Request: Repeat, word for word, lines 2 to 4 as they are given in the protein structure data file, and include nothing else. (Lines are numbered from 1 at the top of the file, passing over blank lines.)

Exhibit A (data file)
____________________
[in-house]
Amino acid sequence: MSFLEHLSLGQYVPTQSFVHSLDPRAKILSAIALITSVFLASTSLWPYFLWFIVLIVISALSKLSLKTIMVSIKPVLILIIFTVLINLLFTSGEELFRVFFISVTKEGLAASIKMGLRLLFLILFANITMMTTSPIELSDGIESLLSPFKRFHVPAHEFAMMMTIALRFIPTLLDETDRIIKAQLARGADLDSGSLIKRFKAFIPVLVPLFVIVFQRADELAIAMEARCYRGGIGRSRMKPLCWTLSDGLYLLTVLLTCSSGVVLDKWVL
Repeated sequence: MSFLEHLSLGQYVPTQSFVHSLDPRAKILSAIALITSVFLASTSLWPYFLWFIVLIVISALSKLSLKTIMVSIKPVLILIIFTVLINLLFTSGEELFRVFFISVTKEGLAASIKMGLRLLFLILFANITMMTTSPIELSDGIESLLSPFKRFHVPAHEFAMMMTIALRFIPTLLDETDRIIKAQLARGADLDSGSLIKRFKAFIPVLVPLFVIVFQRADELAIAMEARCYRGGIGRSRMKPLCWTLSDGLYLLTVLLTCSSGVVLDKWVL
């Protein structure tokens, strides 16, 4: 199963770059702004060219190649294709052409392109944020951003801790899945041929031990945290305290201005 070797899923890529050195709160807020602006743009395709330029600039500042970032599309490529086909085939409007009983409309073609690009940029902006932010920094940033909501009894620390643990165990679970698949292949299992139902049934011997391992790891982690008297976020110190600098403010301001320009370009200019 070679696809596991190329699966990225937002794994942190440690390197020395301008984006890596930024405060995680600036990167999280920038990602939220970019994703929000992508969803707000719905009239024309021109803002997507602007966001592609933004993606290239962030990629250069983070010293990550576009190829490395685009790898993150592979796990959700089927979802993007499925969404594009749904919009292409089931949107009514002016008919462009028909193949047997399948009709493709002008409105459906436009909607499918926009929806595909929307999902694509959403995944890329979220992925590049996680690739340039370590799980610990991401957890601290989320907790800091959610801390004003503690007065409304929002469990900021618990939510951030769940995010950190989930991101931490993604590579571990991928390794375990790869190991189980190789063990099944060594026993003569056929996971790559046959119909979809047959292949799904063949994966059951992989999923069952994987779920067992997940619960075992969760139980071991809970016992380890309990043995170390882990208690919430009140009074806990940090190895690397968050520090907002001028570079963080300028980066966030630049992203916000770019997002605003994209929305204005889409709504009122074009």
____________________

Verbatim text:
Amino acid sequence: MSFLEHLSLGQYVPTQSFVHSLDPRAKILSAIALITSVFLASTSLWPYFLWFIVLIVISALSKLSLKTIMVSIKPVLILIIFTVLINLLFTSGEELFRVFFISVTKEGLAASIKMGLRLLFLILFANITMMTTSPIELSDGIESLLSPFKRFHVPAHEFAMMMTIALRFIPTLLDETDRIIKAQLARGADLDSGSLIKRFKAFIPVLVPLFVIVFQRADELAIAMEARCYRGGIGRSRMKPLCWTLSDGLYLLTVLLTCSSGVVLDKWVL
Repeated sequence: MSFLEHLSLGQYVPTQSFVHSLDPRAKILSAIALITSVFLASTSLWPYFLWFIVLIVISALSKLSLKTIMVSIKPVLILIIFTVLINLLFTSGEELFRVFFISVTKEGLAASIKMGLRLLFLILFANITMMTTSPIELSDGIESLLSPFKRFHVPAHEFAMMMTIALRFIPTLLDETDRIIKAQLARGADLDSGSLIKRFKAFIPVLVPLFVIVFQRADELAIAMEARCYRGGIGRSRMKPLCWTLSDGLYLLTVLLTCSSGVVLDKWVL
């Protein structure tokens, strides 16, 4: 199963770059702004060219190649294709052409392109944020951003801790899945041929031990945290305290201005 070797899923890529050195709160807020602006743009395709330029600039500042970032599309490529086909085939409007009983409309073609690009940029902006932010920094940033909501009894620390643990165990679970698949292949299992139902049934011997391992790891982690008297976020110190600098403010301001320009370009200019 070679696809596991190329699966990225937002794994942190440690390197020395301008984006890596930024405060995680600036990167999280920038990602939220970019994703929000992508969803707000719905009239024309021109803002997507602007966001592609933004993606290239962030990629250069983070010293990550576009190829490395685009790898993150592979796990959700089927979802993007499925969404594009749904919009292409089931949107009514002016008919462009028909193949047997399948009709493709002008409105459906436009909607499918926009929806595909929307999902694509959403995944890329979220992925590049996680690739340039370590799980610990991401957890601290989320907790800091959610801390004003503690007065409304929002469990900021618990939510951030769940995010950190989930991101931490993604590579571990991928390794375990790869190991189980190789063990099944060594026993003569056929996971790559046959119909979809047959292949799904063949994966059951992989999923069952994987779920067992997940619960075992969760139980071991809970016992380890309990043995170390882990208690919430009140009074806990940090190895690397968050520090907002001028570079963080300028980066966030630049992203916000770019997002605003994209929305204005889409709504009122074009």